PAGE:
Good times

But I digress.

Instead of a weekly fireside update, yesterday was scheduled as a State of the Goonion address, at which The Mittani would deliver a short address after which forces would be mustered and move ops would begin.

The full text of the State of the Goonion has been posted over at INN.  But, in summary, this was all BS and we weren’t going to stand for it any more.  The full weight of the Imperium’s war machine would hove eastward to deal with this menace.  Impass is something of a fringe zone, not really in our space but we have assets there.  The hard line is at the Catch border, so we will be going there.

Some new doctrines will be in use, which meant I had to come up with some new ships (at which I failed, the market was bare by the time I got there) and older ones would be left behind. (I still have too many Megathrons sitting around, bought in anticipation of the final climactic battle in 1DQ that never came.)  At least I had a couple of Eagles on hand, as that was one of the doctrines going to the front.

And the movement of forces eastward began.

I was actually busy at home and missed the first round of move ops, which was probably fine.  The first op was a combined capital and sub-caps op, which always moves very slowly.  I did several of those on on the GEF deployment and they can be trying.  And, by the time I was ready to move there was a sub-cap only move op going, which took all of ten minutes to run from undock in 1DQ1-A to arrival in our staging Keepstar.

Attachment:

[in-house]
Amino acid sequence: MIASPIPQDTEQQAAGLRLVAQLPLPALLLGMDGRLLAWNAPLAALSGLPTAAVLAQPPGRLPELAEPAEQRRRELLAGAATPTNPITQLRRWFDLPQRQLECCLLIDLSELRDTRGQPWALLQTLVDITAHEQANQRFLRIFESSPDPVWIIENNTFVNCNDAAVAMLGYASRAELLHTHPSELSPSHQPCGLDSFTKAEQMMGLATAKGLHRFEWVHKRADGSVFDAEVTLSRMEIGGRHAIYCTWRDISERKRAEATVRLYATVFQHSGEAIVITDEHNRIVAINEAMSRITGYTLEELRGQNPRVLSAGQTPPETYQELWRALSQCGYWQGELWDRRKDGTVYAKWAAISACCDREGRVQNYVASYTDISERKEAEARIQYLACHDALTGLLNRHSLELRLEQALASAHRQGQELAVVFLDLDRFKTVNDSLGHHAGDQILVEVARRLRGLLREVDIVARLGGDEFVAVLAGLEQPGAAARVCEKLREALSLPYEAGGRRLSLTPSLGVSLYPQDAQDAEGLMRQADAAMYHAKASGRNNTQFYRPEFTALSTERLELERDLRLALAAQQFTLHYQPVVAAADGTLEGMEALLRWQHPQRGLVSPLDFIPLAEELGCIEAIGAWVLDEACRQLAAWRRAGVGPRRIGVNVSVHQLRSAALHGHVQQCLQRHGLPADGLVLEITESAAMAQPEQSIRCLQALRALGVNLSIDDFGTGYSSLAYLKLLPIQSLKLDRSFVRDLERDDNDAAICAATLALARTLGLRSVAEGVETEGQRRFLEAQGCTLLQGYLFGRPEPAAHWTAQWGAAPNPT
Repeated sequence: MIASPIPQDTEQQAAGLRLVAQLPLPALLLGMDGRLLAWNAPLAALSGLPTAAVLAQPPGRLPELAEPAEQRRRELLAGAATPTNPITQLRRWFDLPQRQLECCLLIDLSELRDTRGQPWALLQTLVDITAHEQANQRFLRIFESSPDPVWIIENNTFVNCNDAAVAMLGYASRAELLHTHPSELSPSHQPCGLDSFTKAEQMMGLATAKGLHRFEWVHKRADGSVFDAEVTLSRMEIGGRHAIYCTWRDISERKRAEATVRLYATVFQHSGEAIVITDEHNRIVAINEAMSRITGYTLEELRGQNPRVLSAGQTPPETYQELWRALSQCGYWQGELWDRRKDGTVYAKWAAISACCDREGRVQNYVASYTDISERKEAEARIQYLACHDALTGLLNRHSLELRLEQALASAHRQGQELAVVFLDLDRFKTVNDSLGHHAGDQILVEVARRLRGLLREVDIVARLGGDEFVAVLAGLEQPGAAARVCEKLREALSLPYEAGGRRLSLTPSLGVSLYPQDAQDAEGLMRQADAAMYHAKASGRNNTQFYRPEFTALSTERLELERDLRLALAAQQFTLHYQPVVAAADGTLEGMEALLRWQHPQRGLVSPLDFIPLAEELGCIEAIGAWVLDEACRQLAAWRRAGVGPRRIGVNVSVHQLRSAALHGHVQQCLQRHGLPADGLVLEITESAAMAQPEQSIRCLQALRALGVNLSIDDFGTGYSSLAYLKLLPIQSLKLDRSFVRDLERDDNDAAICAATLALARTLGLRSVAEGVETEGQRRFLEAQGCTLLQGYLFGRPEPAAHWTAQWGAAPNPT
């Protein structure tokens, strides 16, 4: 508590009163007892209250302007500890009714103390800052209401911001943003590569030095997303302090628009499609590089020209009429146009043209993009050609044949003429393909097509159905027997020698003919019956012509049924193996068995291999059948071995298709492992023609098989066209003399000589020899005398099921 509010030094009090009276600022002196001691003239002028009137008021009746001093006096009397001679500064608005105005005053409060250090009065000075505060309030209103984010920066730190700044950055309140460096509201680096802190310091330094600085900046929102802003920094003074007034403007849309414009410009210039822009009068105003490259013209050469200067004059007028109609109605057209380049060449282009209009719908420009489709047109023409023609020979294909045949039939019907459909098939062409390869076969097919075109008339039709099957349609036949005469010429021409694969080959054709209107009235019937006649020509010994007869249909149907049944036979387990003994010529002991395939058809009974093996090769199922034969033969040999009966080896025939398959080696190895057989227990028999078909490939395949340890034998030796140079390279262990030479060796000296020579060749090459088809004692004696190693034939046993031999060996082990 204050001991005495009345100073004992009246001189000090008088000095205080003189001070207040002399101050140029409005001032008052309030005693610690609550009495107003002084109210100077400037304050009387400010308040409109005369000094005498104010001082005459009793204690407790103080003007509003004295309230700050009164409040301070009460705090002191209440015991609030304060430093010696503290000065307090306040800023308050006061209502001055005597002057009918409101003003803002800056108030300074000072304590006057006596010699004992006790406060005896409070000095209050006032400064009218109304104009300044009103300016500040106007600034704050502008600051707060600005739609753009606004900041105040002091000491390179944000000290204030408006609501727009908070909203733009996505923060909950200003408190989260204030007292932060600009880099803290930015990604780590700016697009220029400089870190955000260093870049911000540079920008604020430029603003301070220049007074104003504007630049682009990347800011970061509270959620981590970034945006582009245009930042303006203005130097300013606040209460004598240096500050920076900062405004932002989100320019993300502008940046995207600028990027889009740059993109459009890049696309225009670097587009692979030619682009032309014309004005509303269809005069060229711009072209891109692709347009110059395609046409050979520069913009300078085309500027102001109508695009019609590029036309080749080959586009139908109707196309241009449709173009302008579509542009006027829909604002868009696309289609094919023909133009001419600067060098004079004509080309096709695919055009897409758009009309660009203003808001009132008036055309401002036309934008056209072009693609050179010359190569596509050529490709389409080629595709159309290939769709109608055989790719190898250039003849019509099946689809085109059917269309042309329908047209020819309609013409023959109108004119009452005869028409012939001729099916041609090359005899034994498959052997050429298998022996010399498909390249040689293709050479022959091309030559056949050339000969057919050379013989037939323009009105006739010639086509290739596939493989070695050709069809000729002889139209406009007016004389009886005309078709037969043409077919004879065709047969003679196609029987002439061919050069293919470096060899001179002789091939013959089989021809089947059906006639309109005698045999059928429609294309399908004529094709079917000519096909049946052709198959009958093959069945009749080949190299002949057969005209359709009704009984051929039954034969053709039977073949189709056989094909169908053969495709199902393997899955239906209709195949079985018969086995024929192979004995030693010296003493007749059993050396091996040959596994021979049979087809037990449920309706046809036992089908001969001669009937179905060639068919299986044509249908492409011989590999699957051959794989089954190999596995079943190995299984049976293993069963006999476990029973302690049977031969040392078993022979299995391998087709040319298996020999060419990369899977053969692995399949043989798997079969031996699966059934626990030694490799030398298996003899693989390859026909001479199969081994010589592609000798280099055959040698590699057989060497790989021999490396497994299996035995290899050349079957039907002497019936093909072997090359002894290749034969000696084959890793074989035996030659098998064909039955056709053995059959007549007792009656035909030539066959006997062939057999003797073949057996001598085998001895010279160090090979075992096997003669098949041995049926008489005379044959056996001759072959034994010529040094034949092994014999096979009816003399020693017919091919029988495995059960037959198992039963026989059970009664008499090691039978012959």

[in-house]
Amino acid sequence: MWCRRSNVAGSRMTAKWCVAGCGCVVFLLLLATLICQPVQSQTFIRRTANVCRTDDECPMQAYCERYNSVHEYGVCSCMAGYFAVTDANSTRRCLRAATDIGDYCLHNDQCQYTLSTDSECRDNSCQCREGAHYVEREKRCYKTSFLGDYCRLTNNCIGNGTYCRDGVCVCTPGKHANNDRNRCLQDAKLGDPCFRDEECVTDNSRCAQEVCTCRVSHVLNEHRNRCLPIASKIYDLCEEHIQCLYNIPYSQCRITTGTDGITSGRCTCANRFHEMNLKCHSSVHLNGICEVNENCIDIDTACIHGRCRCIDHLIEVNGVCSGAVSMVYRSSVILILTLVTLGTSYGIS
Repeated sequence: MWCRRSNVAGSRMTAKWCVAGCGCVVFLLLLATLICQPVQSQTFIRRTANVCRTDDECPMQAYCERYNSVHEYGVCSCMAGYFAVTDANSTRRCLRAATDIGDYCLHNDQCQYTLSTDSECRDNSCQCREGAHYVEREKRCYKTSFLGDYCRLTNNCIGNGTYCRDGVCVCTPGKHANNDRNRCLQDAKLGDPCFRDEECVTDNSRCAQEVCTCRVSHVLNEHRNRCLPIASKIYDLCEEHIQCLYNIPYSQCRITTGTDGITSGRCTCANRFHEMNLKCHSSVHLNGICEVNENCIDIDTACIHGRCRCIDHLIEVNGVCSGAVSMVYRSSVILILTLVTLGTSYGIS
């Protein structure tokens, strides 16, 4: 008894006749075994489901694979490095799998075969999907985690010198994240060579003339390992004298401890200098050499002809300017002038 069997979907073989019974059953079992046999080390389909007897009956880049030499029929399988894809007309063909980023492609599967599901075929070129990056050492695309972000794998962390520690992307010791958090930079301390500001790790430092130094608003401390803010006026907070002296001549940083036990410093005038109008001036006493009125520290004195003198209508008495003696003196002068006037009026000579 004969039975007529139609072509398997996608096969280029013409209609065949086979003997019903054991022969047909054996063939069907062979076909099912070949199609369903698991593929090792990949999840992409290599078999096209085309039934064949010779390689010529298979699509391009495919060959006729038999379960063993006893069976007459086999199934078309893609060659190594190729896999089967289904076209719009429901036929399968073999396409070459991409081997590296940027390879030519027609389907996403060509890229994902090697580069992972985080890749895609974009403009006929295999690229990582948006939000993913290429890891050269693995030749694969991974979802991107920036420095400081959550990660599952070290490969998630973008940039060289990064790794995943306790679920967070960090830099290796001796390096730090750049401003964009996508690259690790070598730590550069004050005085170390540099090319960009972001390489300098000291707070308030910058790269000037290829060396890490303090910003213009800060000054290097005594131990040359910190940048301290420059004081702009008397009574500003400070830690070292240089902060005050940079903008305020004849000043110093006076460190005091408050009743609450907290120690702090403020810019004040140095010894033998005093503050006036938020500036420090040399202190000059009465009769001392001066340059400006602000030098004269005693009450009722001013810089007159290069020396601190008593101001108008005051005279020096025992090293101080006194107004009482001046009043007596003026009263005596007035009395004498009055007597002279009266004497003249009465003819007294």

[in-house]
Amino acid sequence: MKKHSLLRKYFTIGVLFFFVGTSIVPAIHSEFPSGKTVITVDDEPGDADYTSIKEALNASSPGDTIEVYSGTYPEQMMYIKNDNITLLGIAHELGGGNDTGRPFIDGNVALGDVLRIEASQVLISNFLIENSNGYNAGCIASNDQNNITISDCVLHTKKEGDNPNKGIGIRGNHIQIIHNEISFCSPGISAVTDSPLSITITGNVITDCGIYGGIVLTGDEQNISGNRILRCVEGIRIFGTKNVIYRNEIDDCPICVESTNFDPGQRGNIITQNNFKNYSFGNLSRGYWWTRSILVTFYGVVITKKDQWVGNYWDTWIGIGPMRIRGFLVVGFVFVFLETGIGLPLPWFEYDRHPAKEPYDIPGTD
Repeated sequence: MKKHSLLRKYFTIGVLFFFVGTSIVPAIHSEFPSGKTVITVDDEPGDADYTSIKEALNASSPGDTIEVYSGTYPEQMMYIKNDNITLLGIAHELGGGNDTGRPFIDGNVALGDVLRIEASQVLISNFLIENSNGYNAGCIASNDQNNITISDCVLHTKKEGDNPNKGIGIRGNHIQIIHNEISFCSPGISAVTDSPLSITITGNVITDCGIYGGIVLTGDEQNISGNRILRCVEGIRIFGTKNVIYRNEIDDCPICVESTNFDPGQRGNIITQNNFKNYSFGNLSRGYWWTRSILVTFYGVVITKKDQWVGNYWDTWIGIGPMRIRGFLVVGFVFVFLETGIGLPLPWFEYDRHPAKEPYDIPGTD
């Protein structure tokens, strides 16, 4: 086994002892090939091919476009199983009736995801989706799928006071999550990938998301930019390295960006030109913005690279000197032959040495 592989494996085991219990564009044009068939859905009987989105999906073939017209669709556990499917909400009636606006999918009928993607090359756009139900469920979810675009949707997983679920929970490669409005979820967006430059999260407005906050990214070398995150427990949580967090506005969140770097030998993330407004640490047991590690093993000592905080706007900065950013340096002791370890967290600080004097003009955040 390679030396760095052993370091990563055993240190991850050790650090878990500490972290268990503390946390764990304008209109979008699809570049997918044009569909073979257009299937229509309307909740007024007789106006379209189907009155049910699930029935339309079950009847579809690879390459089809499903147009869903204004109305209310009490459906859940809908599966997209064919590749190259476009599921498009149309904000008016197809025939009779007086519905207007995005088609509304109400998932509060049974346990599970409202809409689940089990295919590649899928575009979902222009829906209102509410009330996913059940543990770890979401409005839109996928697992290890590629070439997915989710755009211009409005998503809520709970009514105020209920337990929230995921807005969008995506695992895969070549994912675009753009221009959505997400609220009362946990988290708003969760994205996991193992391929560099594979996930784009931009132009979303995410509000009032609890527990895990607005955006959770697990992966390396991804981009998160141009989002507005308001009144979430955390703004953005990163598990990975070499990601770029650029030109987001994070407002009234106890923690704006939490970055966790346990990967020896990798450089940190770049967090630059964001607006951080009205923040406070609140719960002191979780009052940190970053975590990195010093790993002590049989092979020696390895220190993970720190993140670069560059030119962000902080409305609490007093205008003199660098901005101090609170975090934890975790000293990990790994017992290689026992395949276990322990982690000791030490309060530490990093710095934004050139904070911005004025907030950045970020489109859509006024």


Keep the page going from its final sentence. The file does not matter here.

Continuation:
Heading eastward through an Ansiblex

There were ops starting not long after I arrived.  But, as usual, I brought the wrong ship first and couldn’t go along.  But I got out on the first day of deployment, which is usually a good thing.  I will wait for the supply train to catch up and buy whatever else I need out there.

And the propaganda war has begun.  The meme engines are revving up.  Soon I predict the most popular thing to complain about on r/eve will be people posting about the war.

Just two years ago World War Bee kicked off.  Are we on to another big war again?


Introducing Your CSM17 Representatives

As has become standard practice, CCP did an hour long election reveal on Twitch yesterday to announce the winners of the CSM17 election.

CSM17 is approaching

For those who want to cut straight to the end results, here are the 10 candidates that made the cut for CSM17

The winners were:

The CSM17 Winners

Or, listed out in alphabetical order:

  1. Angry Mustache – Goonswarm Federation
  2. Arsia Elkin* – Electus Matari
  3. Brisc Rubal* – The Initiative
  4. Jinx De’Caire – Brave Collective
  5. Kazanir – Goonswarm Federation
  6. Kenneth Feld* – Pandemic Legion
  7. Luke Anninan – Fraternity
  8. Mark Resurrectus – TURBOFEED OR GLORY
  9. Pandoralica – The Initiative
  10. Storm Delay – Pandemic Horde

*CSM16 Incumbent

For those who want a more detailed play by play, but who don’t want to watch the whole one hour stream, here are a few of the highlights.

30,814 total votes were cast for CSM17, down from 38,086 cast in the CSM16 election, 36,120 cast in the CSM15 election, and 32,994 cast in the CSM14 election.